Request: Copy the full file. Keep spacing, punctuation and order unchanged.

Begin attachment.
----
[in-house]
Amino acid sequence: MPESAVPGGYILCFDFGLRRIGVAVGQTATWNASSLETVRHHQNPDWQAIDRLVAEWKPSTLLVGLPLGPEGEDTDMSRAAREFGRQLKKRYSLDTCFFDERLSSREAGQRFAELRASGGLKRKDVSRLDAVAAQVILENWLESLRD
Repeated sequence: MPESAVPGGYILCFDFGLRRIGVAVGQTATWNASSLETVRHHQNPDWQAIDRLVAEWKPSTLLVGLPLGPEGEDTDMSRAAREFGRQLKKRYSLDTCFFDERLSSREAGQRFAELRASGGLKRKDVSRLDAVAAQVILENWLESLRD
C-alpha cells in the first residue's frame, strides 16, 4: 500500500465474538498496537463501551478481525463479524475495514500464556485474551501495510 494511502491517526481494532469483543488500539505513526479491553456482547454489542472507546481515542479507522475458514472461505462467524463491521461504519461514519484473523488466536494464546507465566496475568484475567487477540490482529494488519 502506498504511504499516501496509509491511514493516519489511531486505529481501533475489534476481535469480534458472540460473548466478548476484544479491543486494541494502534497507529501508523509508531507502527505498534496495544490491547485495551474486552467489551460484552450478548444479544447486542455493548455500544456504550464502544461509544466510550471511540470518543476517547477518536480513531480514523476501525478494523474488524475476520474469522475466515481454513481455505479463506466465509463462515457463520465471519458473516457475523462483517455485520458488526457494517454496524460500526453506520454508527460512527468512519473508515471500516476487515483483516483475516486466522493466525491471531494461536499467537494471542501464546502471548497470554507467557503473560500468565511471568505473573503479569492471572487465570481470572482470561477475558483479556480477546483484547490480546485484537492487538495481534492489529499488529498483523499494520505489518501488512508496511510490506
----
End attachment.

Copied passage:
[in-house]
Amino acid sequence: MPESAVPGGYILCFDFGLRRIGVAVGQTATWNASSLETVRHHQNPDWQAIDRLVAEWKPSTLLVGLPLGPEGEDTDMSRAAREFGRQLKKRYSLDTCFFDERLSSREAGQRFAELRASGGLKRKDVSRLDAVAAQVILENWLESLRD
Repeated sequence: MPESAVPGGYILCFDFGLRRIGVAVGQTATWNASSLETVRHHQNPDWQAIDRLVAEWKPSTLLVGLPLGPEGEDTDMSRAAREFGRQLKKRYSLDTCFFDERLSSREAGQRFAELRASGGLKRKDVSRLDAVAAQVILENWLESLRD
C-alpha cells in the first residue's frame, strides 16, 4: 500500500465474538498496537463501551478481525463479524475495514500464556485474551501495510 494511502491517526481494532469483543488500539505513526479491553456482547454489542472507546481515542479507522475458514472461505462467524463491521461504519461514519484473523488466536494464546507465566496475568484475567487477540490482529494488519 502506498504511504499516501496509509491511514493516519489511531486505529481501533475489534476481535469480534458472540460473548466478548476484544479491543486494541494502534497507529501508523509508531507502527505498534496495544490491547485495551474486552467489551460484552450478548444479544447486542455493548455500544456504550464502544461509544466510550471511540470518543476517547477518536480513531480514523476501525478494523474488524475476520474469522475466515481454513481455505479463506466465509463462515457463520465471519458473516457475523462483517455485520458488526457494517454496524460500526453506520454508527460512527468512519473508515471500516476487515483483516483475516486466522493466525491471531494461536499467537494471542501464546502471548497470554507467557503473560500468565511471568505473573503479569492471572487465570481470572482470561477475558483479556480477546483484547490480546485484537492487538495481534492489529499488529498483523499494520505489518501488512508496511510490506